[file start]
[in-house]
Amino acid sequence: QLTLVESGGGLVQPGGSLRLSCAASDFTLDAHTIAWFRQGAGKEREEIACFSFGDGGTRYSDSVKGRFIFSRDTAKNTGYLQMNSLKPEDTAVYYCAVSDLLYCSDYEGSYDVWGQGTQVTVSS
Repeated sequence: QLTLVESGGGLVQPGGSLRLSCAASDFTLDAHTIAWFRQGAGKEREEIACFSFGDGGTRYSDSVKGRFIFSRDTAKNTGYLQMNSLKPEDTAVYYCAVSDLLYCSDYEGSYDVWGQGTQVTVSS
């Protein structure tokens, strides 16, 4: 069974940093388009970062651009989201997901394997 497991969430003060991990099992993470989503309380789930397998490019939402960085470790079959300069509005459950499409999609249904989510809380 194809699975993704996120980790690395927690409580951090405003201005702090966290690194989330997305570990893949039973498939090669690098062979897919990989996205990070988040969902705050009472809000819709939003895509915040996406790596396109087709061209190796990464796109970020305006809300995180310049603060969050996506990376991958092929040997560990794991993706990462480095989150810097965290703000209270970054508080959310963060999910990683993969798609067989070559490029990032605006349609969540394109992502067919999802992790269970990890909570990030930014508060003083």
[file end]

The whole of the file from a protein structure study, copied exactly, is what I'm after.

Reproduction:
[in-house]
Amino acid sequence: QLTLVESGGGLVQPGGSLRLSCAASDFTLDAHTIAWFRQGAGKEREEIACFSFGDGGTRYSDSVKGRFIFSRDTAKNTGYLQMNSLKPEDTAVYYCAVSDLLYCSDYEGSYDVWGQGTQVTVSS
Repeated sequence: QLTLVESGGGLVQPGGSLRLSCAASDFTLDAHTIAWFRQGAGKEREEIACFSFGDGGTRYSDSVKGRFIFSRDTAKNTGYLQMNSLKPEDTAVYYCAVSDLLYCSDYEGSYDVWGQGTQVTVSS
């Protein structure tokens, strides 16, 4: 069974940093388009970062651009989201997901394997 497991969430003060991990099992993470989503309380789930397998490019939402960085470790079959300069509005459950499409999609249904989510809380 194809699975993704996120980790690395927690409580951090405003201005702090966290690194989330997305570990893949039973498939090669690098062979897919990989996205990070988040969902705050009472809000819709939003895509915040996406790596396109087709061209190796990464796109970020305006809300995180310049603060969050996506990376991958092929040997560990794991993706990462480095989150810097965290703000209270970054508080959310963060999910990683993969798609067989070559490029990032605006349609969540394109992502067919999802992790269970990890909570990030930014508060003083």